strangers to clean their pots and provide the occasional sexual services,
to be subject to every conceivable form of violence and abuse, possibly
for years, conceivably forever, as their parents waited, helpless,
avoiding eye contact with their neighbors, who knew exactly what was
happening to those they were supposed to have been able to protect.
Clearly this was the worst thing that could happen to anyone – which
is why, in the parable, it could be treated as interchangeable with being
“turned over to the jailors to be tortured” for life. And that’s just
from the perspective of the father. One can only imagine how it might
have felt to be the daughter. Yet, over the course of human history,
untold millions of daughters have known (and in fact many still know)
exactly what it’s like.
One might object that this was just assumed to be in the nature
of things: like the imposition of tribute on conquered populations, it
might have been resented, but it wasn’t considered a moral issue, a
matter of right and wrong. Some things just happen. This has been the
most common attitude of peasants to such phenomena throughout human
history. What’s striking about the historical record is that in the
case of debt crises, this was not how many reacted. Many actually did
become indignant. So many, in fact, that most of our contemporary
language of social justice, our way of speaking of human bondage and
emancipation, continues to echo ancient arguments about debt.
It’s particularly striking because so many other things do seem to
have been accepted as simply in the nature of things. One does not see
a similar outcry against caste systems, for example, or for that matter,
the institution of slavery. Surely slaves and untouchables often
experienced at least equal horrors. No doubt many protested their
condition.
Why was it that the debtors’ protests seemed to carry such greater
moral weight? Why were debtors so much more effective in winning
the ear of priests, prophets, officials, and social reformers? Why
was it that officials like Nehemiah were willing to give such
sympathetic consideration to their complaints, to inveigh, to summon
great assemblies?
Some have suggested practical reasons: debt crises destroyed the
free peasantry, and it was free peasants who were drafted into ancient
armies to fight in wars. No doubt this was a factor; clearly it wasn’t
the only one. There is no reason to believe that Nehemiah, for instance,
in his anger at the usurers, was primarily concerned with his ability
to levy troops for the Persian king. It is something more fundamental.
What makes debt different is that it is premised on an assumption
of equality.
To be a slave, or lower-caste, is to be intrinsically inferior. We are
dealing with relations of unadulterated hierarchy. In the case of debt,
we are dealing with two individuals who begin as equal parties to a
contract. Legally, at least as far as the contract is concerned, they are
the same.
We can add that, in the ancient world, when people who actually
were more or less social equals loaned money to one another, the terms
appear to have normally been quite generous. Often no interest was
charged, or if it was, it was very low. “And don’t charge me interest,”
wrote one wealthy Canaanite to another, in a tablet dated around
1200 BC, “after all, we are both gentlemen. “Between close kin, many
“loans” were probably, then as now, just gifts that no one seriously
expected to recover. Loans between rich and poor were something
else again.
The problem was that, unlike status distinctions like caste or slavery,
the line between rich and poor was never precisely drawn. One can
imagine the reaction of a farmer who went up to the house of a wealthy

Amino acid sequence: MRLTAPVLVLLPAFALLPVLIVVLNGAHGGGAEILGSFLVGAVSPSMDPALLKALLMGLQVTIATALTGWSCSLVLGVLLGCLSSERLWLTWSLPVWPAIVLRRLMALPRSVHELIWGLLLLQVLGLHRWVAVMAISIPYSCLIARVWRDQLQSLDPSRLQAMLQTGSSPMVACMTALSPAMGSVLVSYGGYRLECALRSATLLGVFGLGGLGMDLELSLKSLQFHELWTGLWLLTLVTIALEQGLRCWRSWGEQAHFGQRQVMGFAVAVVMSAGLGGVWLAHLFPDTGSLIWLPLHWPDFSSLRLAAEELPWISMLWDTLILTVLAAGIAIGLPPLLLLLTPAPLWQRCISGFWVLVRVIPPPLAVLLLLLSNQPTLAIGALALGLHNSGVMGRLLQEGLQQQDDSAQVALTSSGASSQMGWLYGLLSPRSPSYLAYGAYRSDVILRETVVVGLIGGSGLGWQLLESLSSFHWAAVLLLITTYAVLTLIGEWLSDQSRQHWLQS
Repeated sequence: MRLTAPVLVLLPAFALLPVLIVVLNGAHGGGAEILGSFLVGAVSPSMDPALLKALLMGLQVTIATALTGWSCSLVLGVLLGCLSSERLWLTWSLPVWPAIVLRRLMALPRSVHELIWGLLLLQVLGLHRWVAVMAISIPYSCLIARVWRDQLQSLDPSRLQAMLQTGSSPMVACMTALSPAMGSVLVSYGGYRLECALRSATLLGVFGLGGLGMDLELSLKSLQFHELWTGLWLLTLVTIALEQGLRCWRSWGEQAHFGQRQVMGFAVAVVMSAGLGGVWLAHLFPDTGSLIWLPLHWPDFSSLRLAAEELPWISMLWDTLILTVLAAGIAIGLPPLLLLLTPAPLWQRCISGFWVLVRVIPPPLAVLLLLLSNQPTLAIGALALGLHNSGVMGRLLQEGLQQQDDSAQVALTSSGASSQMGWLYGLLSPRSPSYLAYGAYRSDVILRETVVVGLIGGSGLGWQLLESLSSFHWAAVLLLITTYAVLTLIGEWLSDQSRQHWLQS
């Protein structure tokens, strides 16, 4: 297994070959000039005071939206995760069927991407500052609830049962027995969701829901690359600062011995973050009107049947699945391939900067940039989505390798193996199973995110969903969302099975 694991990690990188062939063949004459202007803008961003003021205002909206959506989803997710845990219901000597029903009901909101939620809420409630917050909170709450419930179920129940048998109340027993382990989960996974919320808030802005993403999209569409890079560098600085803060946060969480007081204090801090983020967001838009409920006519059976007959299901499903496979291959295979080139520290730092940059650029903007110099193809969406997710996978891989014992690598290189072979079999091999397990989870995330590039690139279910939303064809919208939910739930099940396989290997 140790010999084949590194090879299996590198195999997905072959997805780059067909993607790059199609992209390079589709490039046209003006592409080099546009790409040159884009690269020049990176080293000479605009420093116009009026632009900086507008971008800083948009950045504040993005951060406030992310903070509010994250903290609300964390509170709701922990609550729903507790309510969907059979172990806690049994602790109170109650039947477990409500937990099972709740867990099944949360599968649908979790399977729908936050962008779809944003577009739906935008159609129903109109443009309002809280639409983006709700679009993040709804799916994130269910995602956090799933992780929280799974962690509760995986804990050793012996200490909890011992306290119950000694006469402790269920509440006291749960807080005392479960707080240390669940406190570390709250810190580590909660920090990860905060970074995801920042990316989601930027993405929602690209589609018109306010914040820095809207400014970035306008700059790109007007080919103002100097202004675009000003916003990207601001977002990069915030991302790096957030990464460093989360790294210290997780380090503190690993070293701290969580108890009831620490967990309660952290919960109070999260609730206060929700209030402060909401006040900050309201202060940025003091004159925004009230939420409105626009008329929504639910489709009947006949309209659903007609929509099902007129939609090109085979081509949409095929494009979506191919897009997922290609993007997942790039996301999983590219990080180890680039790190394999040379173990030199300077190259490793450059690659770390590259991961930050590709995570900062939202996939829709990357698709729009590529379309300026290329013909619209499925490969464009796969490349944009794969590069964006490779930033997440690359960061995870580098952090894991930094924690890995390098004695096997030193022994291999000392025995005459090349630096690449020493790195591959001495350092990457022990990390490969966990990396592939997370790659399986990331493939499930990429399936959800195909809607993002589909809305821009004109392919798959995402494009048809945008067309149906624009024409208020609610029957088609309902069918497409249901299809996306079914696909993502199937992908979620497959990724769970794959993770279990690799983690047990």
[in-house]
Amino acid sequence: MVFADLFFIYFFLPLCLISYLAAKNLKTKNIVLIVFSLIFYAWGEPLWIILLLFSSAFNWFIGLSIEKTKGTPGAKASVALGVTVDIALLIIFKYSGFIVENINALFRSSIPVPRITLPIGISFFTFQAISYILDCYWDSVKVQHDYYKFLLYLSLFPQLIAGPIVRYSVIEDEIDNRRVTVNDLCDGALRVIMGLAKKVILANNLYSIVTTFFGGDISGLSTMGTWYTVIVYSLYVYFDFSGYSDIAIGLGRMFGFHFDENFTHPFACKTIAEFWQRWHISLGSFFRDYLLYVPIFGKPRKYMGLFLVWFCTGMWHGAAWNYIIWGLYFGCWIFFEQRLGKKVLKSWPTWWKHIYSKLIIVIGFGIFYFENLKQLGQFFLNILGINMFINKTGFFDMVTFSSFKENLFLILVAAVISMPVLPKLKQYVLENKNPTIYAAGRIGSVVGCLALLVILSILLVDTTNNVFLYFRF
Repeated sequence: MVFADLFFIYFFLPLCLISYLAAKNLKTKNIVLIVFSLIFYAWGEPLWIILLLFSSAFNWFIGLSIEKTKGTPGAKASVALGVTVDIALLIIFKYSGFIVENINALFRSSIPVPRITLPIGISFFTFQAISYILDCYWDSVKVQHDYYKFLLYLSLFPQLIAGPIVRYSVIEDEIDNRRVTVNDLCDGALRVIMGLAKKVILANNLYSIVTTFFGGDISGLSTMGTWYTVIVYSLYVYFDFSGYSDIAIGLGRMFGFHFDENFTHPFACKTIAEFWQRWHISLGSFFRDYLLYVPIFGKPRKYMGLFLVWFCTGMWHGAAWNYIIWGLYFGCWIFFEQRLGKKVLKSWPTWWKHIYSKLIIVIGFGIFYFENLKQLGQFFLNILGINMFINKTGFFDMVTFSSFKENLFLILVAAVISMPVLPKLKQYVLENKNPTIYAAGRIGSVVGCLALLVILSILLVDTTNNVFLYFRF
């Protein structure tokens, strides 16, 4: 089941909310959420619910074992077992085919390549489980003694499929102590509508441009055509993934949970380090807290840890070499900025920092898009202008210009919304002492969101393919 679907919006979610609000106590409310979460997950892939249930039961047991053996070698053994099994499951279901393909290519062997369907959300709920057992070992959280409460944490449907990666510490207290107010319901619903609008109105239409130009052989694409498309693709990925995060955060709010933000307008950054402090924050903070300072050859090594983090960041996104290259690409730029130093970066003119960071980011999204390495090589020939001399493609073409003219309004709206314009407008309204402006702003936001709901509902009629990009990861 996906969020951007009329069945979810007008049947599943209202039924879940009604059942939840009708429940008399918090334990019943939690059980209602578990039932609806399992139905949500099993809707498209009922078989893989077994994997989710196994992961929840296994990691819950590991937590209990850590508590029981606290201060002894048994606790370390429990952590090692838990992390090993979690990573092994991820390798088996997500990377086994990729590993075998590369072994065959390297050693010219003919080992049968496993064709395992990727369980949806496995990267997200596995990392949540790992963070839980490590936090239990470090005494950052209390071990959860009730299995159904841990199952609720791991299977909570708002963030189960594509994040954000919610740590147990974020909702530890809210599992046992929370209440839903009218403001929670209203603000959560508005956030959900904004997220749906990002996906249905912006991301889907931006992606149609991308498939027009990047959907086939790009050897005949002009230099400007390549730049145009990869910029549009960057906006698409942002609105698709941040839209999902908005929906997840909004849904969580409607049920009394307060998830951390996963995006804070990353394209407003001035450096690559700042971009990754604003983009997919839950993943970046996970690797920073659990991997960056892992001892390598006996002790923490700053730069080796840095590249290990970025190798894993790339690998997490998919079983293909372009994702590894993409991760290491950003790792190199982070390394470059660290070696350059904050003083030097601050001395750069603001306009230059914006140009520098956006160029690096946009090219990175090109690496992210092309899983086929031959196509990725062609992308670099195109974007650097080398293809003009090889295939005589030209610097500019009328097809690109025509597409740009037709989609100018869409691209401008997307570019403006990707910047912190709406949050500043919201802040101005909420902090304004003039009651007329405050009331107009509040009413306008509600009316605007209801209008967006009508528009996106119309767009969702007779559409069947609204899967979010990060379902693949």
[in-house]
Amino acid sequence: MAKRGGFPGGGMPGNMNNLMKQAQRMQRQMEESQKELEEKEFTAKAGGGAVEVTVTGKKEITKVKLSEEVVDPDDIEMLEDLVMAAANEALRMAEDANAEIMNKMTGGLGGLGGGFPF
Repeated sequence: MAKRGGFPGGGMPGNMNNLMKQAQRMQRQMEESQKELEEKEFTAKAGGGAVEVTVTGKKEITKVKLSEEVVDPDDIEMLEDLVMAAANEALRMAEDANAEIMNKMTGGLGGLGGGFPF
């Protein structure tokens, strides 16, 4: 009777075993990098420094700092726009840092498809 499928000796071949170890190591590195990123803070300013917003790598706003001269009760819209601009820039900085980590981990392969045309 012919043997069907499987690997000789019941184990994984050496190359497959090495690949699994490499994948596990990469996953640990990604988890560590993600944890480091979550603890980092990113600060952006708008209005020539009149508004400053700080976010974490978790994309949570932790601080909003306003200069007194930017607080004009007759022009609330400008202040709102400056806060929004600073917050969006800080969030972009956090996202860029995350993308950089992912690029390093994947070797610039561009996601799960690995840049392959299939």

cousin, on the assumption that “humans help each other,” and ended
up, a year or two later, watching his vineyard seized and his sons and
daughters led away. Such behavior could be justified, in legal terms, by
insisting that the loan was not a form of mutual aid but a commercial
relationship – a contract is a contract. (It also required a certain
reliable access to superior force.) But it could only have felt like a
terrible betrayal. What’s more, framing it as a breach of contract meant
stating that this was, in fact, a moral issue: these two parties ought to
be equals, but one had failed to honor the bargain. Psychologically, this
can only have made the indignity of the debtor’s condition all the more
painful, since it made it possible to say that it was his own turpitude
that sealed his daughter’s fate. But that just made the motive all the
more compelling to throw back the moral aspersions: “Our flesh is as
the flesh of our brethren, our children as their children.” We are all
the same people. We have a responsibility to take account of one another’s
needs and interests. How then could my brother do this to me?
In the Old Testament case, debtors were able to marshal a particularly
powerful moral argument – as the authors of Deuteronomy constantly
reminded their readers, were not the Jews all slaves in Egypt, and had
they not all been redeemed by God? Was it right, when they had all been
given this promised land to share, for some to take that land away from
others? Was it right for a population of liberated slaves to go about
enslaving one another’s children?
But analogous arguments were being made in similar situations almost
everywhere in the ancient world: in Athens, in Rome, and for that matter,
in China – where legend had it that coinage itself was first invented by
an ancient emperor to redeem the children of families who had been forced
to sell them after a series of devastating floods.
Through most of history, when overt political conflict between
classes did appear, it took the form of pleas for debt cancellation – the
freeing of those in bondage, and usually, a more just reallocation of
the land. What we see, in the Bible and other religious traditions, are
traces of the moral arguments by which such claims were justified, usually
subject to all sorts of imaginative twists and turns, but inevitably,
to some degree, incorporating the language of the marketplace itself.